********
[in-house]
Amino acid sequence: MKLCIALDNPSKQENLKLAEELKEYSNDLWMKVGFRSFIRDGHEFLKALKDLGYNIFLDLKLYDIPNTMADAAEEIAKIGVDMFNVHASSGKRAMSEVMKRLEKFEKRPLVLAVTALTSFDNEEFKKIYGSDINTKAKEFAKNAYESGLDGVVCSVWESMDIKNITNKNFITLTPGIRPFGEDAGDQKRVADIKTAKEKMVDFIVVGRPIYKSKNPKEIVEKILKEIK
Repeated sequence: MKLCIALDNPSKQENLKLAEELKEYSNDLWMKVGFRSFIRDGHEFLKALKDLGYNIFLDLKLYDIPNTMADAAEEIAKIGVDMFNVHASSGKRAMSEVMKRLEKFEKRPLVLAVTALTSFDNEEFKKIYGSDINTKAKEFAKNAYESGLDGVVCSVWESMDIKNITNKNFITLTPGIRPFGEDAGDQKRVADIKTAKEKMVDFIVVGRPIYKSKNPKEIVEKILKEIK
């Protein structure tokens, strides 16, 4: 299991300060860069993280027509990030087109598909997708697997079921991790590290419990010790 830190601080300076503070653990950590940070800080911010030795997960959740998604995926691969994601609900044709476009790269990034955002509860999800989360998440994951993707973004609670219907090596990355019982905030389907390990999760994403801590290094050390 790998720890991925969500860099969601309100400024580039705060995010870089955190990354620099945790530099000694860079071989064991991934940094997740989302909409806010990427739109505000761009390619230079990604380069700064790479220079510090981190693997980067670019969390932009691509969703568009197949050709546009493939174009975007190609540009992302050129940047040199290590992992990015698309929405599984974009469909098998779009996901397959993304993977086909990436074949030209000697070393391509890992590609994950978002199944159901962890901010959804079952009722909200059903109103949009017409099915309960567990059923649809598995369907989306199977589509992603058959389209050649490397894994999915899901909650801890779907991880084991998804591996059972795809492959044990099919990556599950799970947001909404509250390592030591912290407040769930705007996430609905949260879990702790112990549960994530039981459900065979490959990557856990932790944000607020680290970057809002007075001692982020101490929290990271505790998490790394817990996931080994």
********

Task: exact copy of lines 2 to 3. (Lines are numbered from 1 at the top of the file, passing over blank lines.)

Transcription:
Amino acid sequence: MKLCIALDNPSKQENLKLAEELKEYSNDLWMKVGFRSFIRDGHEFLKALKDLGYNIFLDLKLYDIPNTMADAAEEIAKIGVDMFNVHASSGKRAMSEVMKRLEKFEKRPLVLAVTALTSFDNEEFKKIYGSDINTKAKEFAKNAYESGLDGVVCSVWESMDIKNITNKNFITLTPGIRPFGEDAGDQKRVADIKTAKEKMVDFIVVGRPIYKSKNPKEIVEKILKEIK
Repeated sequence: MKLCIALDNPSKQENLKLAEELKEYSNDLWMKVGFRSFIRDGHEFLKALKDLGYNIFLDLKLYDIPNTMADAAEEIAKIGVDMFNVHASSGKRAMSEVMKRLEKFEKRPLVLAVTALTSFDNEEFKKIYGSDINTKAKEFAKNAYESGLDGVVCSVWESMDIKNITNKNFITLTPGIRPFGEDAGDQKRVADIKTAKEKMVDFIVVGRPIYKSKNPKEIVEKILKEIK